Welcome to the first edition of "Bob's Bench".
Many people have asked me "how do I do this" or "how do I do that", so I decided to write some "Application Notes". The premise being some simple How-To documents for specific tasks or projects. Usually all the information we need to build this stuff is included right in the product documentation, but most of the time it does require some experimentation. Since I spend a considerable amount of my time testing different parts and how to connect them together, I thought maybe someone else might like to hear about my experiments.
See the buttons on the left, and select a topic you are interested in. For each topic, you can see links to our products as well as those that we used in the experiment or project.
The plans are always big, but the time is usually short, so I'll do my best to give you valuable insight as to how to build and connect things that are useful. If you have a specific idea for "Bob's Bench", please send them to me!
First I'd like to introduce you to my bench. We build various model railroading products here at PRICOM Design, and part of that process is to test it with other manufactures equipment. The notion of having everyone else's equipment available at my fingertips for testing is an expensive one. But over time I have managed to acquire some good tools, and hopefully set them up in a way that makes using them convenient.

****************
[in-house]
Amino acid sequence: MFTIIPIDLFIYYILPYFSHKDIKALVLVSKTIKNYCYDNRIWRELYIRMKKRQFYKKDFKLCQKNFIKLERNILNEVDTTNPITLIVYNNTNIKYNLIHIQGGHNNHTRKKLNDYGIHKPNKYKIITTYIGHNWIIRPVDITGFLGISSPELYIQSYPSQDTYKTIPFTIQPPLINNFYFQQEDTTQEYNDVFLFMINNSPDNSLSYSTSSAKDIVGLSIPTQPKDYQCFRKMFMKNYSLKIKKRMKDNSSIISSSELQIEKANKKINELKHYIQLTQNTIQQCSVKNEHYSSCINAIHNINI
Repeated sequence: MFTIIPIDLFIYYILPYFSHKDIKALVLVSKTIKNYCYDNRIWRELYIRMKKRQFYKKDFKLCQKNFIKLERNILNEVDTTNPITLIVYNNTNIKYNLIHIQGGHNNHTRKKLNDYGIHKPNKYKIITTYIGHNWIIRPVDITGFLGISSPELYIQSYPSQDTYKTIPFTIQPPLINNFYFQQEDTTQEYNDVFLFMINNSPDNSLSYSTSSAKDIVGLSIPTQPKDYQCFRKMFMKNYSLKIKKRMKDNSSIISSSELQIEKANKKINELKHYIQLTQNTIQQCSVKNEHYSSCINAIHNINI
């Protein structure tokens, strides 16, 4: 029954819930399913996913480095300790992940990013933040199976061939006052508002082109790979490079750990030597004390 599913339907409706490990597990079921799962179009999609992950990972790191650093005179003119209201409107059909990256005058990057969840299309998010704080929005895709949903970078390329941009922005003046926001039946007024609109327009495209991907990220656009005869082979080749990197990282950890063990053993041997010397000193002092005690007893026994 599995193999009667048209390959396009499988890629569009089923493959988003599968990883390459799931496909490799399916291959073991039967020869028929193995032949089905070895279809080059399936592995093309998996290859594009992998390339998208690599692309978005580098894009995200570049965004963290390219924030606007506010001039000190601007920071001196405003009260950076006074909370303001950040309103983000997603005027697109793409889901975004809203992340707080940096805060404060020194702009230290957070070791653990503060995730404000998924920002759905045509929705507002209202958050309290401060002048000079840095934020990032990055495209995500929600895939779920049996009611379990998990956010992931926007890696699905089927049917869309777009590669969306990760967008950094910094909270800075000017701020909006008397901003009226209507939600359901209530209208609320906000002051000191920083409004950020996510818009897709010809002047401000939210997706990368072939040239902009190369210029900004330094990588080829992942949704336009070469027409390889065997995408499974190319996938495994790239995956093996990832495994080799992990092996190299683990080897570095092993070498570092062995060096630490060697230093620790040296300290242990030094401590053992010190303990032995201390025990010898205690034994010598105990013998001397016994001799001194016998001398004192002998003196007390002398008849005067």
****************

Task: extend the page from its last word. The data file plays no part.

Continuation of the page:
Of course if you want to test equipment on DCC, you pretty much need to have the major brands of DCC systems available. This was first influenced by our DCC Tester. How can we send a product out into the field where there are many brands of systems, without actually trying it here first? I have always believed that we should see the problem before the customer does. Is that a lofty goal? Yes, but it is a goal worth striving for. All too often we see finger pointing, "it's not our equipment that is at fault, it must be theirs". Having lived through that many times in my life, I decided to try and avoid it here at PRICOM...
The world of DCC is complicated, and how do you choose what to get? Well for starters I got the big three that I see around, Digitrax, Lenz, and NCE. I also have an old MRC Prodigy, so that gives me 4 systems to test with. The next thing is how to make it convenient to test and actually use these different systems. My solution came in the form of a "patch panel". In my recording studio work, a "patch bay" is the tool of choice when flexibility is essential , and patching in different equipment, so I figured the same would work here as well.
I built and wired the patch panel shown here. By the way, any of the pictures you see, you can click on to get a larger view! I like doing that because you can get the web pages to load faster, but also allow you to see the detail of a high-resolution photo, if you want to see it.
My patch panel is just a piece of 1.25" aluminum angle with a bunch of holes drilled in it. I decided that 3 track jacks, and 1 programming track jack would be the right number for testing. I can also use an external 'Y' cord to connect multiple DCC Testers (or anything else) to one specific system during testing, so the 3 track outputs per system works just perfect. With 20 jacks total, that gives me room for 5 DCC systems, we have 4 already, leaving space for one to expand. What should the 5th one be, CVP? Time will tell I guess...
Now we have DCC equipment, test equipment, tools, and some power supplies, so I guess it's time to get to work!
My first installment will be how to connect Block Occupancy Detectors to a Dream Player. I have some Team Digital DBD2's, some Dream Players, some Circuitron Tortoise motors, and an idea... So buckle-up, click the links on the right, and here we go...